Wednesday, June 5, 2013

must receive before sending a message whose messagetype corresponds to a request response operation on an implemented port

Create a Decide shape after scope and move both send port (one from the scope shape and another from the catch exception block) and use a boolean variable and set it to true at the end of scope shape (i.e. after receive shape) and set it to false in expression shape in catch exception block and add construct shapes with transform after the expression. In decide shape check the value of this boolean variable if it is true then execute the branch to send back the response if it is false then execute branch to send back fault.

create one webservice response message that will be bind to solicit request response port. now do transform for original response mesage and also to all the exceptions . the main point is it should send same webservice response message that is bind to the port

you can bind any number of send shapes to webservice request response port as long as themessage is same.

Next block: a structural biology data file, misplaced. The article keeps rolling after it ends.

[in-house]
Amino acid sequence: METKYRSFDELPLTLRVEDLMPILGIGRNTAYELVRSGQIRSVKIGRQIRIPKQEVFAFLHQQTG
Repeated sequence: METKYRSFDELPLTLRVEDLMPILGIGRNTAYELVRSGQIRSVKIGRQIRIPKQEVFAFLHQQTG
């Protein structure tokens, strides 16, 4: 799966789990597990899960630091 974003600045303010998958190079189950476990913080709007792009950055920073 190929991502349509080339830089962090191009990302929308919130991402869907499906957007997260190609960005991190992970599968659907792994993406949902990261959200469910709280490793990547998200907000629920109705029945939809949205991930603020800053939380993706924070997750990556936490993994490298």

Tuesday, June 4, 2013

Approaching SharePoint Web site storage limit

Subject: Approaching SharePoint Web site storage limit
Body: You are receiving this e-mail message because you are an administrator of the following SharePoint Web site, which has exceeded the warning level for storage:http://[sharepoint]/sites/[site collection]/. To see how much storage is being taken up by this site, go to the View site collection usage summary: http://[sharepoint]/sites/[site collection]/_layouts/Usage.aspx
What is it?
Don’t panic. It’s just the SharePoint Site Collection Quota doing its job.A quota template consists of storage limit values that specify the maximum amount of data that can be stored in a site collection. When the storage limit is reached, a quota template can also trigger an e-mail alert to the site collection administrator. You can create a quota template that can be applied to any site collection in the farm. – Technet

Specify Quota Templates

Specify Quota Templates allows administrators to define templates to later be applied to multiple sites.